Reading for me has always been about one of two things – gaining perspective, and engaging with the essential questions of what it means to be human – what experiences do some of us endure? How does that shape our character? How we trust? Who we let close? How does it shape who we may admire and then emulate? What we value and believe? I love a good heart ache, so beware! My selection ranges from stark and witty memoirs, to playful yet investigative fantasies, to fiction that asks us to take pause and bear witness to the experiences of oppressed peoples. Stories that, as a teen, would have made me feel truly seen and heard, which was something that such a Eurocentric narrative throughout grade school genuinely lacked.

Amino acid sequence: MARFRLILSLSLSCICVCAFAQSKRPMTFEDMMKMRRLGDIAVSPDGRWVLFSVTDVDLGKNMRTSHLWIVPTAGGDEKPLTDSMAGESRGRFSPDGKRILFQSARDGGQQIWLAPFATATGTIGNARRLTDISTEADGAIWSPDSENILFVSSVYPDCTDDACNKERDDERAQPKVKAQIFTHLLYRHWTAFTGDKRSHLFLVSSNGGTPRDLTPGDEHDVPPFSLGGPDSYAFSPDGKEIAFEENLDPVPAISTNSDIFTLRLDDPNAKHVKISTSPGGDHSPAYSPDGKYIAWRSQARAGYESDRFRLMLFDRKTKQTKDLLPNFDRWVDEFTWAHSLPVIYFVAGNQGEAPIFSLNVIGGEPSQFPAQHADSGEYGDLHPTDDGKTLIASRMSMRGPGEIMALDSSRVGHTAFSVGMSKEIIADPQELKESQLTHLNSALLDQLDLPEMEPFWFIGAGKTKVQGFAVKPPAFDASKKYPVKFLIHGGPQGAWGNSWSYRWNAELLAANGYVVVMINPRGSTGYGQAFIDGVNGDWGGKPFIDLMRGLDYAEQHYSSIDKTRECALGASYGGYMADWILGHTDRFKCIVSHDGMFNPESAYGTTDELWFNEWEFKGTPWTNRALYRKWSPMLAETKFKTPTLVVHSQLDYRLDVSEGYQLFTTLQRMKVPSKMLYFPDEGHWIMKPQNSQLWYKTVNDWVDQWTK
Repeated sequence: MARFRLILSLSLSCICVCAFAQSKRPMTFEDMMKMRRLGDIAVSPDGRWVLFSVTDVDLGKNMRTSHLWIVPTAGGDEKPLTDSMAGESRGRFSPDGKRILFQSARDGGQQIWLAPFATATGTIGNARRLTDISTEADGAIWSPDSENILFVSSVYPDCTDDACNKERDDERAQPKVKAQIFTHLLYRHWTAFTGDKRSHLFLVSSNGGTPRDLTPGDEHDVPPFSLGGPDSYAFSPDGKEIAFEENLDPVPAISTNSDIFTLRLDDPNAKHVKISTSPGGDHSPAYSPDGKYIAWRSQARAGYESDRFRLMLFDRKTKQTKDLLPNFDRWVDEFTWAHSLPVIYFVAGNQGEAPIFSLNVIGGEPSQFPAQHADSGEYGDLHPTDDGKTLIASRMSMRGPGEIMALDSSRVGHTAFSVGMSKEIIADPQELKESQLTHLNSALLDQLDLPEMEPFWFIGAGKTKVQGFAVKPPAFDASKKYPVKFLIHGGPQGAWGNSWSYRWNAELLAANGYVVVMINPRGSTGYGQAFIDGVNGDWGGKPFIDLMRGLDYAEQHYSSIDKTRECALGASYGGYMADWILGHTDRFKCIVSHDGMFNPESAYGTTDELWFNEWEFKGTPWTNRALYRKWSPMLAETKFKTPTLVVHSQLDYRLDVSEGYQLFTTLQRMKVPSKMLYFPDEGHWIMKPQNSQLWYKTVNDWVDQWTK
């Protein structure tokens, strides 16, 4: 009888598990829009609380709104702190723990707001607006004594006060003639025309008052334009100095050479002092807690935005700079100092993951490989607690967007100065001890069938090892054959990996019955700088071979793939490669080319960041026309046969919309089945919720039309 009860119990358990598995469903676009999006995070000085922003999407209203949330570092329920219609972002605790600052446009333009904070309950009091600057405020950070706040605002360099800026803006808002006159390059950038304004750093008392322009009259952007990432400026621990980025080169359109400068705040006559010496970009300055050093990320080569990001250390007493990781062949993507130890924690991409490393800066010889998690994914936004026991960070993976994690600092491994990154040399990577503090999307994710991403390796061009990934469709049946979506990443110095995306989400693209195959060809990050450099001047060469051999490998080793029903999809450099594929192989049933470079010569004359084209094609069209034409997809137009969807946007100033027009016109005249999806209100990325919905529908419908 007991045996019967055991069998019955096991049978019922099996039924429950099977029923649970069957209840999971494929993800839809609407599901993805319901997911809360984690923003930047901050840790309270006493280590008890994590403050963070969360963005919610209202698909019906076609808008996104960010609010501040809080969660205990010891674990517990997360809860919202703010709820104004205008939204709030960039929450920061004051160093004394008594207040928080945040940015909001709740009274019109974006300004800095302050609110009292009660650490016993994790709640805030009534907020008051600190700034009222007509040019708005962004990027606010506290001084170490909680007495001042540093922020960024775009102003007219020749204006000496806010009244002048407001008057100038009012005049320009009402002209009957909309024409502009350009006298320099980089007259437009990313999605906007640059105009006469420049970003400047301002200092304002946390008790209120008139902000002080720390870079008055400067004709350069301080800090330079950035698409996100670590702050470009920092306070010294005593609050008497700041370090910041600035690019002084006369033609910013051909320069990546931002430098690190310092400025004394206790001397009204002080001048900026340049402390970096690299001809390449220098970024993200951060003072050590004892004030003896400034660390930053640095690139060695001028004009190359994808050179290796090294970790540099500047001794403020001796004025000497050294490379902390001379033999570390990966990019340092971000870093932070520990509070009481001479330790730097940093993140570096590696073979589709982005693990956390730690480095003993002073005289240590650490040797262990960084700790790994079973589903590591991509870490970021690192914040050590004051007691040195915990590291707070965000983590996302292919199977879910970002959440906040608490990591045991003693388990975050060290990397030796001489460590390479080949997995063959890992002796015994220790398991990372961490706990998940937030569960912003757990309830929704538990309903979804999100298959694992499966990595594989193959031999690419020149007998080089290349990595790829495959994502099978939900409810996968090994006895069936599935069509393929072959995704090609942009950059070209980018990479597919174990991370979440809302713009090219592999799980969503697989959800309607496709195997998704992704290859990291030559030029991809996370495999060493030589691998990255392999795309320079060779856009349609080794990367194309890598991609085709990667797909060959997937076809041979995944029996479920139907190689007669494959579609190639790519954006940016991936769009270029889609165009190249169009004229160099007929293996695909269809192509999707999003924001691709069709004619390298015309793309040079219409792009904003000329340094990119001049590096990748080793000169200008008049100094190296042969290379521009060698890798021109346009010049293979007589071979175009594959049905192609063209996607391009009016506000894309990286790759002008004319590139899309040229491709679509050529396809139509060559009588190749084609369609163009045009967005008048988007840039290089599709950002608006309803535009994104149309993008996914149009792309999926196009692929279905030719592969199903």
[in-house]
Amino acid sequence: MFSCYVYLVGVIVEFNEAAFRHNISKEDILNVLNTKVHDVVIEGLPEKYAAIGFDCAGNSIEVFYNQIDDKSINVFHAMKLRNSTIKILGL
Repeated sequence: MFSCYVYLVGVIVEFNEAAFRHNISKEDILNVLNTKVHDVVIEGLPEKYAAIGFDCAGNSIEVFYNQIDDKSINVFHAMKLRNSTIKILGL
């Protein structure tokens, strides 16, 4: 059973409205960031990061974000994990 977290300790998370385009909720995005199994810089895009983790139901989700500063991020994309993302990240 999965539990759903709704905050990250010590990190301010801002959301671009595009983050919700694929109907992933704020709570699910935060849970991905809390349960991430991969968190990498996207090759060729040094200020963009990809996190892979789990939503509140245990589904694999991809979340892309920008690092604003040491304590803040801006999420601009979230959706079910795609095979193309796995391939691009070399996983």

Otisha Sousa is a 31-year-old biracial woman from Calgary. A second-generation immigrant, her mother was born in Portugal, with Nigerian heritage on her father’s side. She obtained a Journalism diploma at SAIT Polytechnic in 2012 and went on to obtain two degrees with honors from the University of Calgary- in English & Education in 2018. Sousa has been employed as a secondary Humanities teacher in northeast Calgary since 2018 and currently teaches at Lester B. Pearson High School. Her passion is to decolonize the curriculum and encourage students to question the Eurocentric institutions around them.